(Bloomberg) — The first fund dedicated to supporting
offshore wind-power projects has raised almost half of its 1
billion-pound ($1.5 billion) target, drawing support from
pension investors and a major sovereign wealth manager.
The U.K. Green Investment Bank said it raised 463 million
pounds for the fund and is continuing to seek capital for five
to eight projects, said Ed Northam, head of investment banking
at the Edinburgh-based institution.
The bank is backing offshore wind as an alternative to
onshore turbines, noting turbines at sea face fewer planning
hurdles, less opposition from residents and more predictable
breezes. Its aim is to spur more projects, giving the industry
the scale it needs to reduce costs shed its stigma as the most
costly renewable technology.
“If we’re committed to decarbonizing the energy sector to
achieve European targets and the commitment that the U.K. has
signed up for, then the reality is that offshore wind has to
play a major role,” Northam said by phone. “That’s why this
fund is so important. It provides a vehicle for investors over a
long-term horizon and passive investment opportunities that
provide stable, predictable and low-risk returns.”
Members of Prime Minister David Cameron’s Conservative
Party have said onshore renewables are blighting the
countryside, limiting the government’s willingness to expand the
industry further. That will leave the U.K. more dependent on
offshore wind to meet European Union obligations to cut
pollution. Power from offshore turbines currently costs about
$176 a megawatt-hour, almost double the $86 price on land.
The bank’s fund will take equity stakes of 10 percent to 30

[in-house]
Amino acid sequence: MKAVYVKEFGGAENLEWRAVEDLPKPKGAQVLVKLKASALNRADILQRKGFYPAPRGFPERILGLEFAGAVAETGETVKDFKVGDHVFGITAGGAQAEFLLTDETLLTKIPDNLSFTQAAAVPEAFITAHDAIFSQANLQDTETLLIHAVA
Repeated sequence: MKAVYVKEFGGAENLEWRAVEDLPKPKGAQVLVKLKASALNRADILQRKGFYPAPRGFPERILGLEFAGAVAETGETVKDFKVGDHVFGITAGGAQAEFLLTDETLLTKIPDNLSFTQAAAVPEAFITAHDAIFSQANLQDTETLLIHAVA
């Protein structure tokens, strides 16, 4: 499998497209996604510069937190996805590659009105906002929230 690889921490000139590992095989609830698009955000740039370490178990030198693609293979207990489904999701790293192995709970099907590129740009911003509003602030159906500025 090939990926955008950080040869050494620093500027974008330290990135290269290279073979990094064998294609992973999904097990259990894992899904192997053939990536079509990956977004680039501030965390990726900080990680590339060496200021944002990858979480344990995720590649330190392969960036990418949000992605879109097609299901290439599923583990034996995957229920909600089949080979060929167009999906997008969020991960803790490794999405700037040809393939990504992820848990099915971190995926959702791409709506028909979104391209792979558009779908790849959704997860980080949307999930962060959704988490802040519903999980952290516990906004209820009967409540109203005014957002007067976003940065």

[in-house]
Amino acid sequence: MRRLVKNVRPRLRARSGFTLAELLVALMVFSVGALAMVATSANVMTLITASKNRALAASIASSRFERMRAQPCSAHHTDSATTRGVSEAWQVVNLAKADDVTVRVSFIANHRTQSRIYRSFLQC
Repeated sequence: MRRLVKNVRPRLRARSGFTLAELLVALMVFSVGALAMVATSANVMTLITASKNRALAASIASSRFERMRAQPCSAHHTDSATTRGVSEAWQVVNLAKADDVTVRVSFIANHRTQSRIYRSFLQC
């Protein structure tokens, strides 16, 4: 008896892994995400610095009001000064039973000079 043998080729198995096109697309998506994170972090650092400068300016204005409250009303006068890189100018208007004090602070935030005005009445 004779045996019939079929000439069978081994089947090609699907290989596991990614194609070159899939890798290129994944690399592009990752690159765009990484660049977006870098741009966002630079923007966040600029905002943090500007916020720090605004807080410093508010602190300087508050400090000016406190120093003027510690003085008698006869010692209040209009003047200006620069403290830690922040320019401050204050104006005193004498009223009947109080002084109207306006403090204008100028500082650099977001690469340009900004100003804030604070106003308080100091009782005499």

percent in projects over 25 years, enabling existing investors
such as utilities to re-invest capital in more facilities. The
bank hopes this will help drive down costs of offshore wind.
“The U.K. is a relatively small island, so there is a
natural limit to the amount of turbines and panels you can plant
onshore,” Northam said. “These things combine to make the U.K.
the leading and most attractive wind market globally.”
Northam didn’t identify current investors in the fund,
saying only that it will continue to raise money through the
rest of the year.
The Department of Energy & Climate Change in April last
year awarded 16.6 billion pounds worth of contracts to eight
projects including five offshore wind farms. Those guarantee the
price generators receive for power, regardless of prevailing
Britain at the end of 2014 had 55 percent of all installed
offshore wind farms, the largest amount anywhere, according to
estimates from the European Wind Energy Association.
The GIB signaled in in 2012 that it would consider
supporting the technology by investing in units that were
already operating instead of just new projects. Those funds are
just one of the new avenues opening for the industry that helped
push investment in renewable energy to a record $310 billion
last year, according to data compiled by Bloomberg.
“The financial sector has been looking for several years
for ways to pool institutional money into structures that can
invest their money with knowledge into a large portfolio of
projects,” said Angus McCrone, senior analyst for Bloomberg New
Energy Finance. “One way has been the yieldco. A second has
been green bonds. Now, the Green Investment Bank is pioneering a
third — a platform for investing institutional funds into
The fund is being managed through the bank’s regulated arm
known as the U.K. Green Investment Bank Financial Services Ltd.
Two projects under the GIB already have been transferred to the
fund, including a 25 percent stake in a 90-megawatt wind farm
operated by RWE Innogy GmbH. It’s also acquire a 20 percent
share in a 317-megawatt project operated by Statkraft AS.
The bank has the option to buy the GIB’s 10 percent stake
in RWE Innogy’s Gwynt y Mor project, Northam said.
“Now the fund is up and running, we’re less likely to rely
on the GIB for assets, so we will engage directly with the
market place,” Northam said. The fund has a five-year
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